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April 27th, 2010
Museum to Highlight Two Decades of Contemporary Sculpture

In the latest of its Notations series, which focuses on contemporary works from its permanent collection, the Philadelphia Museum of Art will pair sculpture from its holdings with selections from the Sonnabend Collection, New York. Notations/Forms of Contingency: New York and Turin, 1960s-1970s, will include important sculptures and installations by 13 artists who figured prominently in the development of both Post-Minimalism and Arte Povera, two of the most significant artistic currents of the late 1960s.   Featuring works by Eva Hesse, Robert Morris, Mel Bochner, Alan Sonfist, Bruce Nauman, Mario Merz, Jannis Kounellis, Barry Le Va, Giovanni Anselmo, Pier Paolo Calzolari, Robert Smithson, Richard Long and Lawrence Weiner, this exhibition in the Museum’s Dennis and Gisela Alter Gallery (176) in the Modern and Contemporary galleries will chart the changing attitudes toward sculpture in this formative time period and document the importance of New York and Turin as centers of artistic innovation.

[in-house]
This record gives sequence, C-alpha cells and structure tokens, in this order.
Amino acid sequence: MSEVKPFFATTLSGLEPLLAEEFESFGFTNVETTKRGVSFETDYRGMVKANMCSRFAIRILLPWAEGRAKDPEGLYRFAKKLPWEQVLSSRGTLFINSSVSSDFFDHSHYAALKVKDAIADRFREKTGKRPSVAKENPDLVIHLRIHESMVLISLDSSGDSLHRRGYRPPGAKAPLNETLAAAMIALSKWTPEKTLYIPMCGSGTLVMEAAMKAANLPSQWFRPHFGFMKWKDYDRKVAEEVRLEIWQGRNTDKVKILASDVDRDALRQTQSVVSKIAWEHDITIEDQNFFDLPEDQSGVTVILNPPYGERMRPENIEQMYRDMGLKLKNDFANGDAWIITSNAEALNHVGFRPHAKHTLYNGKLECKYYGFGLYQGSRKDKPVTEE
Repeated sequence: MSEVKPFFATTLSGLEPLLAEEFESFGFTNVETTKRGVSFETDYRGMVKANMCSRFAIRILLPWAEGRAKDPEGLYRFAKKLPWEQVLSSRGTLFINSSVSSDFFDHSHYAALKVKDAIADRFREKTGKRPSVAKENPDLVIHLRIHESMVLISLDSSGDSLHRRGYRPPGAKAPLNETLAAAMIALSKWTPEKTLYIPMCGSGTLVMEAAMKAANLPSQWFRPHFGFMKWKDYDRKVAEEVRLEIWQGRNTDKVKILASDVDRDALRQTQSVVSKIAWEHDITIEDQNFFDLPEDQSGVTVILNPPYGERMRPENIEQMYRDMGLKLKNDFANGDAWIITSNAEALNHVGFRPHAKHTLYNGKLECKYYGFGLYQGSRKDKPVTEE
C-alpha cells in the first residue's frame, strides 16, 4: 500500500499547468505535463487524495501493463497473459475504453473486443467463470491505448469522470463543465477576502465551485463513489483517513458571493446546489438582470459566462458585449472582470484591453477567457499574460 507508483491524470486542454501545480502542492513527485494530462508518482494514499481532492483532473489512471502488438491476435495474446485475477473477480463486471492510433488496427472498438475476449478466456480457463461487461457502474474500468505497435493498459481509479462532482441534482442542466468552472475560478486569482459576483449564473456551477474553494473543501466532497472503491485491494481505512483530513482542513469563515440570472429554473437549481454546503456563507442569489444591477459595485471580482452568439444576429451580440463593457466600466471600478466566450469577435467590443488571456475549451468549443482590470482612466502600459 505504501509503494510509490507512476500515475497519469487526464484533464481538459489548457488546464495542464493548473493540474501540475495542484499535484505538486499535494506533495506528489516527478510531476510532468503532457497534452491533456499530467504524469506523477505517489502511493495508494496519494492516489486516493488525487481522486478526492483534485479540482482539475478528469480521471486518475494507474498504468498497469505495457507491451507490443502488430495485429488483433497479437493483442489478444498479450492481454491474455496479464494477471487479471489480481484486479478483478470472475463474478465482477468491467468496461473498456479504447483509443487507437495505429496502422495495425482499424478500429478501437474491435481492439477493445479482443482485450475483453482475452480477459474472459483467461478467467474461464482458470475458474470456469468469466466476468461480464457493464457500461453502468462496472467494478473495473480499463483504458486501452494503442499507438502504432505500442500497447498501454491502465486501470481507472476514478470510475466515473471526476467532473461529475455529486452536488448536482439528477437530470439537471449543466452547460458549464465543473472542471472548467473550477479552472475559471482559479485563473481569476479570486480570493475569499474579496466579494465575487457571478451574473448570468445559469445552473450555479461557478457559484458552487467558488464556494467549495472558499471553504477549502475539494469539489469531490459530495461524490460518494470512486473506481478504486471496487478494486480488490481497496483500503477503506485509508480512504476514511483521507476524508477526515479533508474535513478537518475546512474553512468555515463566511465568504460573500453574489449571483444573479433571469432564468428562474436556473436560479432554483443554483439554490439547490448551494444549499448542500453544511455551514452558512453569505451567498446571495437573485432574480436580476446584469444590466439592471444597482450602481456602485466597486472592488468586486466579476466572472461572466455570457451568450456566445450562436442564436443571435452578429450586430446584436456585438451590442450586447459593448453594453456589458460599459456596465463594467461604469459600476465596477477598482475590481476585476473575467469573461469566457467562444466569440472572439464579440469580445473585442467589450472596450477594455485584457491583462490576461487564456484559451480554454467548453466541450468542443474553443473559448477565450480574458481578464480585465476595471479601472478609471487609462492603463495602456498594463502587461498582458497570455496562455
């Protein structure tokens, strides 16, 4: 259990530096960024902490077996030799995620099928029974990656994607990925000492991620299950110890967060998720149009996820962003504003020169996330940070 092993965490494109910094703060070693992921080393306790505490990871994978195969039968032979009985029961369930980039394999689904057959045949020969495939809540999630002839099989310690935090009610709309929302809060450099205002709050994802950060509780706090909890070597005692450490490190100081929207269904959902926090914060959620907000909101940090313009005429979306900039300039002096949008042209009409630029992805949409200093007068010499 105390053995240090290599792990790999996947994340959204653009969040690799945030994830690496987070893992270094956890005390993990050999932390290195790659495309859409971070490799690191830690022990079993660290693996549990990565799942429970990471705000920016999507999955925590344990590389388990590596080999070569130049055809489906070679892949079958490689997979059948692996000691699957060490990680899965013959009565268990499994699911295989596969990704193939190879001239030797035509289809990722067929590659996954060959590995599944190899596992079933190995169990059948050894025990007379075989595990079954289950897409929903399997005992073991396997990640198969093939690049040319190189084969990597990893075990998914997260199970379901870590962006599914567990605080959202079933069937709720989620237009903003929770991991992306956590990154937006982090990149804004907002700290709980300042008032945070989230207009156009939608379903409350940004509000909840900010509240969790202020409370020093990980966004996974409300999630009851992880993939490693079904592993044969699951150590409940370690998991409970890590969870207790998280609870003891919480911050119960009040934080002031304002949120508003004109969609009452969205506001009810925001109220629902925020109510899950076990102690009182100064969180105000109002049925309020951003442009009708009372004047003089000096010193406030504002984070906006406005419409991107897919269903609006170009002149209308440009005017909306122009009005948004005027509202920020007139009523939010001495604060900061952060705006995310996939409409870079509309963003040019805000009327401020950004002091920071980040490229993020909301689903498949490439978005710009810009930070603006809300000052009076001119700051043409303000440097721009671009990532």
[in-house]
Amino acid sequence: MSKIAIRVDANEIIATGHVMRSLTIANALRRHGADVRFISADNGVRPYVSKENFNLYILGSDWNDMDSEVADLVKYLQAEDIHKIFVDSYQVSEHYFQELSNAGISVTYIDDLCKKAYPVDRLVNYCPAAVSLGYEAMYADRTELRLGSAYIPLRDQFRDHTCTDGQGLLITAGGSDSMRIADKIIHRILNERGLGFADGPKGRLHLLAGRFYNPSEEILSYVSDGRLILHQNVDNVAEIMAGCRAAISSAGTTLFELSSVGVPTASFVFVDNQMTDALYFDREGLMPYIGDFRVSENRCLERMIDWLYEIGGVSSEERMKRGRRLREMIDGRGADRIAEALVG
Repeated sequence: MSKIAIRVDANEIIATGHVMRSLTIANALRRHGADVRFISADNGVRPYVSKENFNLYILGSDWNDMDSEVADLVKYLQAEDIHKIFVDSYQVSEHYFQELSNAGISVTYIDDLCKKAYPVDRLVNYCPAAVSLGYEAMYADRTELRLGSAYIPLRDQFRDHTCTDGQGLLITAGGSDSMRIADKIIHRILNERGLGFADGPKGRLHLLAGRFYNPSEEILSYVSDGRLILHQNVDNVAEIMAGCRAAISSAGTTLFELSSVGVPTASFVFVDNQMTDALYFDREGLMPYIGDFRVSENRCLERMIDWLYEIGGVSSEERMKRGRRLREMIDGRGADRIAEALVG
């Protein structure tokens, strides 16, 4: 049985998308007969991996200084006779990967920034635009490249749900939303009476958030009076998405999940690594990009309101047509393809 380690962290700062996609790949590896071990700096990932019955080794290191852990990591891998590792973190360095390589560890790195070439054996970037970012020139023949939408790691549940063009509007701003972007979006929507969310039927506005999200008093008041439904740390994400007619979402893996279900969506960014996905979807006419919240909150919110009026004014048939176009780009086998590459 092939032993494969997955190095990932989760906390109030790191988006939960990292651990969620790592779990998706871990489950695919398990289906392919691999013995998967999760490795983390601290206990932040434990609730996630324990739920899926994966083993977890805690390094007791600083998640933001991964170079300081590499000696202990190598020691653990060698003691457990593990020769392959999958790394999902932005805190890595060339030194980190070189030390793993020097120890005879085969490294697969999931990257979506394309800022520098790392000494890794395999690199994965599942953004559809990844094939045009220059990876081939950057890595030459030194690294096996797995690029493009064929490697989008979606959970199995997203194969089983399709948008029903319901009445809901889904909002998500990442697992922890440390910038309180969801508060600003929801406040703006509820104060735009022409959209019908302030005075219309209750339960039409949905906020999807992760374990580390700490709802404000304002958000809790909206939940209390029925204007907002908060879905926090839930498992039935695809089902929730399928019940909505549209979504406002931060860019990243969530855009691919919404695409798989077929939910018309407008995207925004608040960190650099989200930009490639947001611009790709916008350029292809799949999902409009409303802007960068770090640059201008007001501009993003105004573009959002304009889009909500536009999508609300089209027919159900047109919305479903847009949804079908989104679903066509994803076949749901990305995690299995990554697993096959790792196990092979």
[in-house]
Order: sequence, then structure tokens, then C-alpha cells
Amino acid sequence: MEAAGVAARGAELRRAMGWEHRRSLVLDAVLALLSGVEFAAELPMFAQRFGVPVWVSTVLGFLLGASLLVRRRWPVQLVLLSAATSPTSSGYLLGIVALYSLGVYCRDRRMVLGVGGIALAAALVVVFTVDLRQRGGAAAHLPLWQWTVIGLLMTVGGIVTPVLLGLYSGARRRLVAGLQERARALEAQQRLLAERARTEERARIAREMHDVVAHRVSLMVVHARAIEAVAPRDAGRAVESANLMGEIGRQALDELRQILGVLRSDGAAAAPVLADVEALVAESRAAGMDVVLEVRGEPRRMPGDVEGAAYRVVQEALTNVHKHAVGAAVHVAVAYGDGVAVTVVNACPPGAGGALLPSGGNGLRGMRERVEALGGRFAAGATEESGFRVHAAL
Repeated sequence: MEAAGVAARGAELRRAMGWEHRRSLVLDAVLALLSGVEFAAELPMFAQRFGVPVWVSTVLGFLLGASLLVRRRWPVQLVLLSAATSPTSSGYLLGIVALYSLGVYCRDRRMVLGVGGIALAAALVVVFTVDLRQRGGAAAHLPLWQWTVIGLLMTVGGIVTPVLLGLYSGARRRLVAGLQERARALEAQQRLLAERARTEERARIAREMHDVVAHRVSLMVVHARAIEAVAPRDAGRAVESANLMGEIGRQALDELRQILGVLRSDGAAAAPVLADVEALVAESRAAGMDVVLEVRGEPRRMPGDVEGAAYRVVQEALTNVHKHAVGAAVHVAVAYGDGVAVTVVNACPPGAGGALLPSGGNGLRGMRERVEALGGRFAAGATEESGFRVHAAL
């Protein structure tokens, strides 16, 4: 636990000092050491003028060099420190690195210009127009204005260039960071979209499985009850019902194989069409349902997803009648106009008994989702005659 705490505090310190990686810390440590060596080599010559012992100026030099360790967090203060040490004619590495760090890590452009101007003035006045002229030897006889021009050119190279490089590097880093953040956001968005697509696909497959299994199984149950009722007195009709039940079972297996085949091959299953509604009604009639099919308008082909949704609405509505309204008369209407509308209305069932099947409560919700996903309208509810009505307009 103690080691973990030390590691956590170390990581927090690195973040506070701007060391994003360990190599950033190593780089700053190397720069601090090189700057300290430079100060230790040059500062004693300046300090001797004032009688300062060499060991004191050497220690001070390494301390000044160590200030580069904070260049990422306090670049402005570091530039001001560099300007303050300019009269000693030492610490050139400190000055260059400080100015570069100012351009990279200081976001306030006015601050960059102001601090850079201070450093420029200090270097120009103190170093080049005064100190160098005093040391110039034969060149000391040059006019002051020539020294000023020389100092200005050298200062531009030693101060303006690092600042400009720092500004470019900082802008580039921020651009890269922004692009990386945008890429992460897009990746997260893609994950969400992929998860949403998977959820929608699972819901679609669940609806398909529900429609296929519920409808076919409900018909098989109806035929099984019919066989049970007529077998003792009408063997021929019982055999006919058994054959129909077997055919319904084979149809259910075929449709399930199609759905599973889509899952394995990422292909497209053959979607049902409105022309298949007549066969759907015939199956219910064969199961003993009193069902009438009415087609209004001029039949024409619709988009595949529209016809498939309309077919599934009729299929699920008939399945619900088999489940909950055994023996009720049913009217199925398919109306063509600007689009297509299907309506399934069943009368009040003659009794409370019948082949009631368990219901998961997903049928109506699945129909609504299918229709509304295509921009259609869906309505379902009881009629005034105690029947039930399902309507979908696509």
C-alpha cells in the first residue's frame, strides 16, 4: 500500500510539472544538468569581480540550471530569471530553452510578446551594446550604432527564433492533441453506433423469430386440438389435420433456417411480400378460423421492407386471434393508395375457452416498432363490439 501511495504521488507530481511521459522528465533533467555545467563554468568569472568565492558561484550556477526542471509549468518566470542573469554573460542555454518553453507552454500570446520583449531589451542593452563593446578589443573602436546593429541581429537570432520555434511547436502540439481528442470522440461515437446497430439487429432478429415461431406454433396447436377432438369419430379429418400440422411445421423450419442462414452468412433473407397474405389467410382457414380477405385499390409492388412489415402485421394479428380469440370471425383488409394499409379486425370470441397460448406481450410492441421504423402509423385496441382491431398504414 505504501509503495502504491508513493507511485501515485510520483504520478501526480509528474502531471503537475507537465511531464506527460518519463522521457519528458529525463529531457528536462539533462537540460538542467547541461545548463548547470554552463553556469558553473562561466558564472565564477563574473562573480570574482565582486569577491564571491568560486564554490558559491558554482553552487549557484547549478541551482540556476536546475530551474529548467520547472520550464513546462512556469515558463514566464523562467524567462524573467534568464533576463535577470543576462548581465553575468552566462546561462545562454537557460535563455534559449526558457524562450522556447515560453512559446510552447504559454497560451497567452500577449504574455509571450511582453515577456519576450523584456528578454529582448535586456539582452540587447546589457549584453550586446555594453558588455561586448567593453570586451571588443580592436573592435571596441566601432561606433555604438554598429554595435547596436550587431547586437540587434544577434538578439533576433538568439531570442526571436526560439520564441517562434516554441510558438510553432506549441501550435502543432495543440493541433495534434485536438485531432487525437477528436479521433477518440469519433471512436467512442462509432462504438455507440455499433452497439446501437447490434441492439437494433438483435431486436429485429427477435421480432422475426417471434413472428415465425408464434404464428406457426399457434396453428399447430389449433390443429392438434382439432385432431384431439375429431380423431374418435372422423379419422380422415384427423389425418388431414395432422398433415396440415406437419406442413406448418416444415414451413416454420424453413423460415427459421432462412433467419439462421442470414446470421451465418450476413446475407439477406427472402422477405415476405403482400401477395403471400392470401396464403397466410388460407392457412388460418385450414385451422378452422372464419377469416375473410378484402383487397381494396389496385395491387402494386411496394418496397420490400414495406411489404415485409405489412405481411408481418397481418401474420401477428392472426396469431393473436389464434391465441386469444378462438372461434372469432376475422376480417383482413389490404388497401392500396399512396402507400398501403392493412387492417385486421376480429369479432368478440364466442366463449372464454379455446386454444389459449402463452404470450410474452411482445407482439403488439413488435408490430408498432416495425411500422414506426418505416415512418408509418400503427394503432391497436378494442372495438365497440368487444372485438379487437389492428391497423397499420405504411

The late 1960s and early1970s witnessed a dramatic shift in sculptural practice away from the severe geometry of Minimalism towards the eccentric, energetic, and often highly expressive forms of Post-Minimalism in the United States and Arte Povera in Italy. Forms of Contingency will explore the new approaches to sculpture that emerged in New York and Turin at this time, in which a shared interest in process and the resonant use of materials gave way to an amazing diversity of formal solutions. Works on view embody the idea of contingency in their formal configurations and conceptual approaches. Produced by employing an extraordinary array of materials—such as neon, felt, glass, sound, earth, water, and found objects—they evidence a common interest in emphasizing the circumstances in which art is created.

“We are delighted to collaborate with the Sonnabend Collection on this presentation,” said Carlos Basualdo, the Keith L. and Katherine Sachs Curator of Contemporary Art, “This gallery installation represents an extraordinary opportunity for our audiences to be exposed to a number of amazing works, and it brings to light the importance of New York and Turin as centers for important developments in contemporary art.”